Paris, Demopolis, 2014, 270 pp.
Review by David Bartel
Mylène Gaulard’s book is as compelling as it is problematic. It is compelling because it offers new paths of reflection by challenging key concepts that a new globalised economic doxa wants to be taken at face value. In a world where economics seems to have become the very heart of political action, it is important to note that this discipline is not an exact science and that the grand certitudes of economism are quite often retrospective. As with history, economics is an account, which does not mean it is fiction but that some subjectivity is present in its structure. The lesson in political economy that the author offers with a rare polemical verve is thus a well-referenced package that reconsiders in light of Marxist theory – and over six chapters – the current situation in China to highlight profound contradictions in the Chinese capitalist mode of production (p. 12). Gaulard is a development expert and has written a thesis comparing the economies of Brazil and China. Her papers include “Les limites de la croissance chinoise” (Limits to China’s growth) (Revue Tiers-Monde – Third Word Review, No. 200, December 2009) and “Changes in the Chinese Property Market: An indicator of the difficulties faced by local authorities” (China Perspectives, 2013/2). Her presentation entitled “L’économie chinoise, les dangers de la suraccumulation: une analyse marxiste” (Chinese economy and dangers of over-accumulation: A Marxist analysis) is available via the Internet and offers a good introduction to her work.
The starting postulate encapsulated in the title alluding to the controversial book by Giovanni Arrighi, Adam Smith à Pékin – Les promesses de la voie chinoise (Adam Smith in Beijing: Promise of the Chinese path) (Max Milo, 2009), is itself provocative: what would Karl Marx make of China today? It is all the more interesting given that Marxism is still enshrined in the constitution as one of the Four Basic Principles on which the People’s Republic rests. The book opens with this observation: solutions attempting to deal with crises of capitalism that have occurred at regular intervals since the 1970s are “all equally ineffective” (p. 9). Gaulard prefers to look beyond the stage of blaming a vague neo-liberalism, distinct from a cleaner capitalism that preceded it. She thus demolishes the first orthodoxy pitting bad financial capitalism against a good productive one. In her view, such an analysis completely misses a proper understanding of the very development of capitalist-mode production, whose only aim is limitless accumulation of profit.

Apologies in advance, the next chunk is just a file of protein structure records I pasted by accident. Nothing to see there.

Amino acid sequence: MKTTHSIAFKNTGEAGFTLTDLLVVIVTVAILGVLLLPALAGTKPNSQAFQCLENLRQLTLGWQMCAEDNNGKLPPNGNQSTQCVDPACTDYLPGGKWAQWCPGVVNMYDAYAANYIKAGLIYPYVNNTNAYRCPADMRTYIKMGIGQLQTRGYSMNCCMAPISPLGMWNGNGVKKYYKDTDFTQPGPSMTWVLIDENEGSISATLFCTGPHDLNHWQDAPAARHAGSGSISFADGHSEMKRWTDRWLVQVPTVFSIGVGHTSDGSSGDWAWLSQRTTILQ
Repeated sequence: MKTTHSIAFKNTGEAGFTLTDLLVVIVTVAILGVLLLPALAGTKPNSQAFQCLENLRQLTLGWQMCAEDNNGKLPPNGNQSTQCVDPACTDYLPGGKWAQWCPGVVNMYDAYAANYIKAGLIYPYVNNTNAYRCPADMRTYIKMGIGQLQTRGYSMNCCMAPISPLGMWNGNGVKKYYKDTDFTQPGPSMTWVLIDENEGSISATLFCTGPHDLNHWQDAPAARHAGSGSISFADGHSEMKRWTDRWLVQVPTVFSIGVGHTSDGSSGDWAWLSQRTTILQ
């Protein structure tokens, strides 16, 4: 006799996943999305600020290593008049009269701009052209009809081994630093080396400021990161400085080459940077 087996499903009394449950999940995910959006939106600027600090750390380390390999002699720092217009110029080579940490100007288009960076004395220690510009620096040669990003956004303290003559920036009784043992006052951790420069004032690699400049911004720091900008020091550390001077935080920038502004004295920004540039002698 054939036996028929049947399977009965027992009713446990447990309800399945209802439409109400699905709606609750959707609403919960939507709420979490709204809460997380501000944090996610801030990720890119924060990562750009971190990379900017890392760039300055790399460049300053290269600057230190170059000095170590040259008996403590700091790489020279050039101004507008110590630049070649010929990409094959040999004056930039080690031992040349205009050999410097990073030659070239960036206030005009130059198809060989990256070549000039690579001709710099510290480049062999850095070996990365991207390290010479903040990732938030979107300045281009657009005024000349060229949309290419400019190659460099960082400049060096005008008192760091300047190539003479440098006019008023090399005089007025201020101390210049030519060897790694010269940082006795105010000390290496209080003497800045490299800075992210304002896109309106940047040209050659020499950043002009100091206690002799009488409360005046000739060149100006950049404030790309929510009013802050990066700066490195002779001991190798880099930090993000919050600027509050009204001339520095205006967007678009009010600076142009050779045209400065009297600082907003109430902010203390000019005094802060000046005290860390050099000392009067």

Reviewing in a highly pedagogical way the basic principles of Marxist socio-economic analysis, the author touches on subjects as fundamental as the role of the state and thus the nature – capitalist or otherwise – of the Chinese economy, the effectiveness of the fight against poverty and the emergence of a middle class, the qualities and limits of the production apparatus, and the reality of Chinese financial might. Implicit in this careful and efficient work of an economist, Gaulard buttresses quite a convincing contestation of two fashionable ideas that display a certain conformism. Questioning the history and reality of the highly uncertain concept of the “middle class,” she casts doubt on the very idea of “emergence” favoured by the media and new globalised managerial discourse. In a review of the history of the two notions, she shows to what extent they are ill-suited to the Chinese situation and, moreover, how they have been ideologically constructed by the worlds of media and business. Without going into too much detail, the author most pertinently sets out that measurement of the middle class is entirely artificial and arbitrary, and often obscures the growing chasm between the dominators and the dominated. Massive revenue shortfalls, the growing share of value-added directed towards and exploited by capital, and moreover connivance between political and economic elites seem to exemplify another convenient idea, the widespread one of a “natural” linkage between the middle class and democratic culture. In fact, in emerging countries, the growth of a consumer elite with incomes much greater than the national average has no evident linkage with a desire for greater political representation or with subsequent demand for more democratic institutions (p. 103). This is even more the case in China, where this middle class shares well-understood interests with the evolution of capitalism and the state apparatus (p. 105).